New York City Center has had great success with its Encores! and Encores! Off-Center programs where they present musicals in concert form. In the Encores! Off-Center program, they take ground-breaking musicals from the past and reimagine them for the present. I just wish they hadn’t chosen the occasion of City Center’s 75th Anniversary to reimagine Working: A Musical into a self-congratulatory ad for themselves. It feels a little self-serving which doesn’t do justice to the good work that they do.
It’s true that Working: A Musical (1977) based on the Studs Terkel book “Working: People Talk About What They Do All Day and How Theay Feel About What They Do” (1974) has had several incarnations since it first opened to keep it relevant. The book was a series of interviews with people from different occupations and regions across the country talking about, well, what they do. The musical was adapted by Stephen Schwartz and Nina Faso and features songs by a host of writers like Craig Carnelia, Micki Grant, James Taylor, Mary Rodgers and Susan Birkenhead, and now includes two 2012 additions by Lin-Manuel Miranda.
The Encores! Off-Center production of Working: The Musical which opens their 2019 season and is directed by the program’s Artistic Director, Anne Kauffman, features the stories of three sets of parents and children who work at New York City Center taken from recent interviews with staff. Only one set of the interviews, the Director of Security and his daughter, are really dynamic and interesting enough for the time devoted to them on stage. Including the others makes it feel self-serving. Which is a real shame because the rest of it is so engrossing and moving – and timeless. So many of the numbers and performances really make you look at the people behind the uniforms, counters and aprons and insist that you see them as human beings with feelings, needs, dreams and lives beyond what they are doing for you in that moment. It’s actually a gift.
Mateo Ferro as a teenaged delivery boy singing “Delivery” by Lin-Manuel Miranda was a revelation. He was the essence of energy, longing and hope, with a healthy dose of determination and strength. If I were XX years younger, I’d be in love.
Christopher Jackson nailed every character and song, proving that a military uniform is not the only one he shines in. From Lovin’ Al, the smoothest valet parker from the West Coast to the Pecos, to the firefighter, to the mason, he lit up the stage, stole our hearts, and we wore our palms out applauding him.
Tracie Thoms also moved us and made us think. First in her monologue and song “Millwork” by James Taylor where she recounts what it’s like to work in a luggage factory in an 8x8 tank doing a 40 second repetitive task for 8 hours a day with two 10-minute breaks and a 20-minute break for lunch. Oh, and where it’s 100 to 150 degrees all the time. One of the final stanzas of the song is “May I work this mill / Just as long as I am able / And never meet the man / Whose Name is on the label” And in “Cleanin’ Women” she had the audience cheering as she sang a Micki Grant song about how she was the end of a long line of faceless cleaning women and her daughter was only going to get on her knees to pray.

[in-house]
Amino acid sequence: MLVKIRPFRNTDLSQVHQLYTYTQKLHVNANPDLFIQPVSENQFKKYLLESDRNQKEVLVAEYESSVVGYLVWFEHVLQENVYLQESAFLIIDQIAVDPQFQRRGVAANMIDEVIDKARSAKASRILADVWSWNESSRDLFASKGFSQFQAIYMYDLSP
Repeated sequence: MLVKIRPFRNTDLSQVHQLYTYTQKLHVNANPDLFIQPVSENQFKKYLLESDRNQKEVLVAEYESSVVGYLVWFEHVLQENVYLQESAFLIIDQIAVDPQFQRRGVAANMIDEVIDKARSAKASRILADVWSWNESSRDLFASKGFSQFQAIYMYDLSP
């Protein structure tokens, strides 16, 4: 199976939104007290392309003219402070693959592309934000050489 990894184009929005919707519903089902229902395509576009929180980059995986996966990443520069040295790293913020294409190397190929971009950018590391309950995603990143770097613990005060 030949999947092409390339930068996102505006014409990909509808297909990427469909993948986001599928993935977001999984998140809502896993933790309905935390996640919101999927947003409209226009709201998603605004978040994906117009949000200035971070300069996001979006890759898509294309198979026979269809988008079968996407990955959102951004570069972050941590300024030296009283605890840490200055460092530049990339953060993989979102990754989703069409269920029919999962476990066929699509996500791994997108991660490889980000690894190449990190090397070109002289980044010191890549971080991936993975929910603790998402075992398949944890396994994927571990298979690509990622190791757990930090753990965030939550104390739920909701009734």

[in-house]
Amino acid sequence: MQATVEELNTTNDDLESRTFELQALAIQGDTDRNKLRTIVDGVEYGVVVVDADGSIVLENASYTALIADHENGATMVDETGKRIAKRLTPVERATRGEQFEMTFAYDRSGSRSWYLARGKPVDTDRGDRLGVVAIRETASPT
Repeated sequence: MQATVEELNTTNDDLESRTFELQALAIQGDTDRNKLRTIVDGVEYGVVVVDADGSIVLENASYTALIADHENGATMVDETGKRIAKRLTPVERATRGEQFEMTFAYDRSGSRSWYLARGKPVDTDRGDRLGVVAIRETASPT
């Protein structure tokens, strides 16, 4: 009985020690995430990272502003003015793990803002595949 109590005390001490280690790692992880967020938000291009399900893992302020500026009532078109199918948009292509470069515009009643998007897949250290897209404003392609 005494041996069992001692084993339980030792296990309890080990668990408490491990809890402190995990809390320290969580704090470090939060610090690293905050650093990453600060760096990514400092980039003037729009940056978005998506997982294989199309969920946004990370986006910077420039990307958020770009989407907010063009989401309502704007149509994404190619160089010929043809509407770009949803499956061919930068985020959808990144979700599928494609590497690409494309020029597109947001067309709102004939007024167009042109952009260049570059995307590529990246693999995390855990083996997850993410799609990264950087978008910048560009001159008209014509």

I would be remiss not to mention Andrea Burns’ star turn as a waitress in “It’s an Art,” Helen Hunt’s moving rendition of “Just A Housewife,” David Garrison’s astonishing acting and singing job on “Joe” and the haunting “A Very Good Day” sung by Andrea Burns and Javier Muñoz (as well as his scarily accurate portrayal of money manager, Rex).
(Photo by Joan Marcus)
"Perhaps appropriately, Working remains a work in progress. Though its Broadway debut in 1978 — which featured Lynne Thigpen and a young Patti LuPone — closed after 24 performances, it quickly became a favorite among school and community theaters, and has been retooled for later productions to match the changing times and workscape. The current incarnation — an earlier version of which was presented by the Prospect Theater Company in 2012 — features additional written material by Gordon Greenberg and songs, if you please, by Lin-Manuel Miranda, the man who gave us Hamilton. But its parts have yet to cohere into a dynamic whole (a complaint made about Working even in its earliest forms)."
Ben Brantley for New York Times
"Working: A Musical is unique in its patchwork of monologues and songs that compel us to look at the person behind the job, but this 1978 documentary-theater experiment has always elicited more admiration than passion. Earnest, heartfelt and a tad sentimental, the show takes its cue from the subtitle of the oral history compiled by Studs Terkel on which it was based: People Talk About What They Do All Day and How They Feel About What They Do."
David Rooney for Hollywood Reporter